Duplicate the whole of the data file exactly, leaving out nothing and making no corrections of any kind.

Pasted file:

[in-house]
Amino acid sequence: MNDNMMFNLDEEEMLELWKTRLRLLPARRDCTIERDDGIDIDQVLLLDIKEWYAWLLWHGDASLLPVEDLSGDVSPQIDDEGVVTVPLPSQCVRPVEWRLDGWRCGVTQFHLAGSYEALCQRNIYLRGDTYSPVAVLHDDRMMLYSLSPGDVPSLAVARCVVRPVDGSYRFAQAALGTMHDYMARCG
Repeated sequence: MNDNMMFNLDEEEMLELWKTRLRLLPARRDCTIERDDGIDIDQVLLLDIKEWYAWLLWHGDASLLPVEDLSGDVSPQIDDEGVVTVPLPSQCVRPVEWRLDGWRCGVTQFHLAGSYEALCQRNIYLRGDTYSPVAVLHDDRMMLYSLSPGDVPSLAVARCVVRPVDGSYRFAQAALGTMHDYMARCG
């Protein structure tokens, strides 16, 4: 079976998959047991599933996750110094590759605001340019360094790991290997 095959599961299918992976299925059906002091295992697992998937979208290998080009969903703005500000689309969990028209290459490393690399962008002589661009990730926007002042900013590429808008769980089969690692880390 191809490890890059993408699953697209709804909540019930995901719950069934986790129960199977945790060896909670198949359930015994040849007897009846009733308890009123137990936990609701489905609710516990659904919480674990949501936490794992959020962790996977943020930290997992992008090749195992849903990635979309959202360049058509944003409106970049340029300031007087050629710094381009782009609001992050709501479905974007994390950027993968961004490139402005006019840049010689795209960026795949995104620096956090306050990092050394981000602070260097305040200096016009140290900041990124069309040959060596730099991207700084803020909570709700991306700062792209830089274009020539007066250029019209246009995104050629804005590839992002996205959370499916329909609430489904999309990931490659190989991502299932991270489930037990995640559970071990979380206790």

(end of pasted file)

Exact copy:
[in-house]
Amino acid sequence: MNDNMMFNLDEEEMLELWKTRLRLLPARRDCTIERDDGIDIDQVLLLDIKEWYAWLLWHGDASLLPVEDLSGDVSPQIDDEGVVTVPLPSQCVRPVEWRLDGWRCGVTQFHLAGSYEALCQRNIYLRGDTYSPVAVLHDDRMMLYSLSPGDVPSLAVARCVVRPVDGSYRFAQAALGTMHDYMARCG
Repeated sequence: MNDNMMFNLDEEEMLELWKTRLRLLPARRDCTIERDDGIDIDQVLLLDIKEWYAWLLWHGDASLLPVEDLSGDVSPQIDDEGVVTVPLPSQCVRPVEWRLDGWRCGVTQFHLAGSYEALCQRNIYLRGDTYSPVAVLHDDRMMLYSLSPGDVPSLAVARCVVRPVDGSYRFAQAALGTMHDYMARCG
């Protein structure tokens, strides 16, 4: 079976998959047991599933996750110094590759605001340019360094790991290997 095959599961299918992976299925059906002091295992697992998937979208290998080009969903703005500000689309969990028209290459490393690399962008002589661009990730926007002042900013590429808008769980089969690692880390 191809490890890059993408699953697209709804909540019930995901719950069934986790129960199977945790060896909670198949359930015994040849007897009846009733308890009123137990936990609701489905609710516990659904919480674990949501936490794992959020962790996977943020930290997992992008090749195992849903990635979309959202360049058509944003409106970049340029300031007087050629710094381009782009609001992050709501479905974007994390950027993968961004490139402005006019840049010689795209960026795949995104620096956090306050990092050394981000602070260097305040200096016009140290900041990124069309040959060596730099991207700084803020909570709700991306700062792209830089274009020539007066250029019209246009995104050629804005590839992002996205959370499916329909609430489904999309990931490659190989991502299932991270489930037990995640559970071990979380206790």